Perhaps the most ambitious novel of the twenty-first century so far.

Merve Emre, New York Review of Books

Financial Times Best Book of the Year


Fiction by Daša Drndić

Translated from Croatian by Celia Hawkesworth

In this breathtaking final work, Daša Drndić’s fearless voice reaches new heights. Andreas Ban’s suicide attempt has failed. Though very ill, he still finds the will to tap on the glass of history to summon those imprisoned within. Mercilessly, he dissects society and his environment, shunning all favors as he goes after the evils and hidden secrets of our times. History remembers the names of the perpetrators, not the victims—Ban remembers and honors the lost. He travels from Rijeka to Zagreb, from Belgrade to Tirana, from Parisian avenues to Italian castles. Ghosts follow him wherever he goes: chess grandmasters who disappeared during WWII; the lost inhabitants of Latvia; war criminals who found work in the CIA and died peacefully in their beds. Ban’s family is with him too, those already dead and those with one foot in the grave. As if left with only a few pieces in a chess game, Andreas Ban—and Daša Drndić—play a stunning last match against Death.

Paperback(published Apr, 30 2019)

Price US
Trim Size
Page Count



Perhaps the most ambitious novel of the twenty-first century so far.

Merve Emre, New York Review of Books

One of the most electrifying prose writers of our time.

The Hudson Review

Drndić’s formidable intelligence and Homeric intention cannot help but thrill and exalt.

Dustin Illingworth, The Paris Review Daily

Daša Drndić, who died last year, was interested in many things—chess, suicide, the intelligence of rats—but chief among them was Nazism and the horrors of WWII. Like Bolaño’s 2666, EEG demands we stare directly into the face of darkness.

Anderson Tepper, Vanity Fair

The 20th century is revealed as a parade of horrors in this harrowing novel from Drndić (1946–2018), one of Croatia’s most acclaimed contemporary authors…. Riveting.

Publishers Weekly

This is a novel of ideas but also of exquisite poetry, as when Drndic writes of a figure out of Ban’s past: ‘He died alone, and he was afraid of solitude.’ An elegant search for lost time and a fitting valediction by a superb writer.

Kirkus (starred review)

Drndić interweaves fiction, reality, history, and memory to terrific effect, producing unforgettable meditations on love and loss, the insanity of war and the legacy of human cruelty.

Lucy Popescu, The White Review

After surviving a suicide attempt, Andreas Ban goes on to dissect and expose the hidden evils and secrets of our times.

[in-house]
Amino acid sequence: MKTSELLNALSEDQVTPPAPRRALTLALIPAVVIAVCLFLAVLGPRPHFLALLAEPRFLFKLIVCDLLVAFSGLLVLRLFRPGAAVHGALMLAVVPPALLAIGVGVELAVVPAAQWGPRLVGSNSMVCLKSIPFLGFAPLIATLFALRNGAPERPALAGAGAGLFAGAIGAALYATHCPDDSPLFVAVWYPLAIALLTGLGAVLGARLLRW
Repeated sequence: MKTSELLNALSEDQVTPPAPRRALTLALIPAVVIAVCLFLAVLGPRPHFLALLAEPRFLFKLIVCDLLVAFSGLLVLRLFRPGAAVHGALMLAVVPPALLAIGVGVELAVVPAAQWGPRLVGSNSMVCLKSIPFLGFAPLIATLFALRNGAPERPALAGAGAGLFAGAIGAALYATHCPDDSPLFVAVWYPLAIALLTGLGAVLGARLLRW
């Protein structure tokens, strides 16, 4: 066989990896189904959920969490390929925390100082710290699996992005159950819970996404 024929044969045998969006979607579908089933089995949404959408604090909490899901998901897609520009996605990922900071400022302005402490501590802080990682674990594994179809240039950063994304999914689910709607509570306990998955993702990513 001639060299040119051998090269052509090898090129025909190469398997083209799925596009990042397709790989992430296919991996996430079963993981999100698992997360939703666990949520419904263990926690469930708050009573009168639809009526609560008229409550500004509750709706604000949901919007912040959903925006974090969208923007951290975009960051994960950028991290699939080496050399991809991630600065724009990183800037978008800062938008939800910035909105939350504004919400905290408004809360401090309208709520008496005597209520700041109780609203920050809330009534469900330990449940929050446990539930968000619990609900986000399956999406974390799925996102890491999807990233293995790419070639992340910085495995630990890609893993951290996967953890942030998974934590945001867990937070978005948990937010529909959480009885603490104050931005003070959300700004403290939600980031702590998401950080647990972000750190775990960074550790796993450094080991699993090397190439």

The Millions

Drndić cultivates a visionary art of memory. She rescues the names, and the lives, of the lost. Her writing glows with an incendiary bleakness worthy of Beckett.

Boyd Tonkin, The Arts Desk

Wry and kindly, funny, angry, informed and intent on the truth, no voice is quite as blisteringly beautiful as that of Drndic. Ban is the witness, the seeker of truth. Drndic, a tenacious collector of personal histories and the names of victims lost in the Holocaust, wrote about many things; for all the darkness, her concerns are life and justice.

Financial Times

Daša Drndić was incapable of writing a sentence that was not forceful, fierce or funny–or all three simultaneously.

The Guardian

Drndić has in her own way composed an astonishment that extracts light from darkness.

The Jewish Daily Forward

Reading Daša Drndić is not for the fainthearted. Anger radiates from Drndić’s pages, and perhaps the book’s greatest strength is the way in which it gives a voice to those people who are unable to tell their own stories.

Shaun Walker, The Guardian

The formidable Daša Drndić has created something like a modern-day Homeric narrative of wars that are anything but glorious. In Celia Hawkesworth, she has a translator of genius who shares her vision. It is difficult to suggest a contemporary English-language novel with which to compare it, or one that might even approach its eloquence and daring.

Eileen Battersby, Los Angeles Review of Books

We have lost one of the most electrifying prose writers of our time. It will be difficult to forget a sensibility so expansive, so capable of forging ahead while keeping the past constantly at hand.

William Harrison, The Hudson Review